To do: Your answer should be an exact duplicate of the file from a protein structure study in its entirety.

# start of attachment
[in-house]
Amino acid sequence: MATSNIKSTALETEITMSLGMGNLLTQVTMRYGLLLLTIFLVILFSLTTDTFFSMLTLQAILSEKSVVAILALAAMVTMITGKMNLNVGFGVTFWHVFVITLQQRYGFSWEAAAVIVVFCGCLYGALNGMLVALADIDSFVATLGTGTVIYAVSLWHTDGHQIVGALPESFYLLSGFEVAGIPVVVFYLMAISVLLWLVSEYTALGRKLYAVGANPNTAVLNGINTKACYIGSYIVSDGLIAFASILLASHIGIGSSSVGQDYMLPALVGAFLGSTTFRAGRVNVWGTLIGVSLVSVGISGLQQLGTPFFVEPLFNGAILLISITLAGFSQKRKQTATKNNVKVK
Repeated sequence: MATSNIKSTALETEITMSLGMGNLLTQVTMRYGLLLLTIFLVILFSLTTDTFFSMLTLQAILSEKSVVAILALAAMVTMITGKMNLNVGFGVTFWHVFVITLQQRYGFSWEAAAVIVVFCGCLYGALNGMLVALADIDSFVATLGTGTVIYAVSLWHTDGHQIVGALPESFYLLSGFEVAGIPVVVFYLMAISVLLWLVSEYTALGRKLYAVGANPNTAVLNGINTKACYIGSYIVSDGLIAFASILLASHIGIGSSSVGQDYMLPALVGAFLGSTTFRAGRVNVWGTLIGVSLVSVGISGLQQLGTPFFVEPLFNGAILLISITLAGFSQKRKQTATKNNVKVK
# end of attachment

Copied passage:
[in-house]
Amino acid sequence: MATSNIKSTALETEITMSLGMGNLLTQVTMRYGLLLLTIFLVILFSLTTDTFFSMLTLQAILSEKSVVAILALAAMVTMITGKMNLNVGFGVTFWHVFVITLQQRYGFSWEAAAVIVVFCGCLYGALNGMLVALADIDSFVATLGTGTVIYAVSLWHTDGHQIVGALPESFYLLSGFEVAGIPVVVFYLMAISVLLWLVSEYTALGRKLYAVGANPNTAVLNGINTKACYIGSYIVSDGLIAFASILLASHIGIGSSSVGQDYMLPALVGAFLGSTTFRAGRVNVWGTLIGVSLVSVGISGLQQLGTPFFVEPLFNGAILLISITLAGFSQKRKQTATKNNVKVK
Repeated sequence: MATSNIKSTALETEITMSLGMGNLLTQVTMRYGLLLLTIFLVILFSLTTDTFFSMLTLQAILSEKSVVAILALAAMVTMITGKMNLNVGFGVTFWHVFVITLQQRYGFSWEAAAVIVVFCGCLYGALNGMLVALADIDSFVATLGTGTVIYAVSLWHTDGHQIVGALPESFYLLSGFEVAGIPVVVFYLMAISVLLWLVSEYTALGRKLYAVGANPNTAVLNGINTKACYIGSYIVSDGLIAFASILLASHIGIGSSSVGQDYMLPALVGAFLGSTTFRAGRVNVWGTLIGVSLVSVGISGLQQLGTPFFVEPLFNGAILLISITLAGFSQKRKQTATKNNVKVK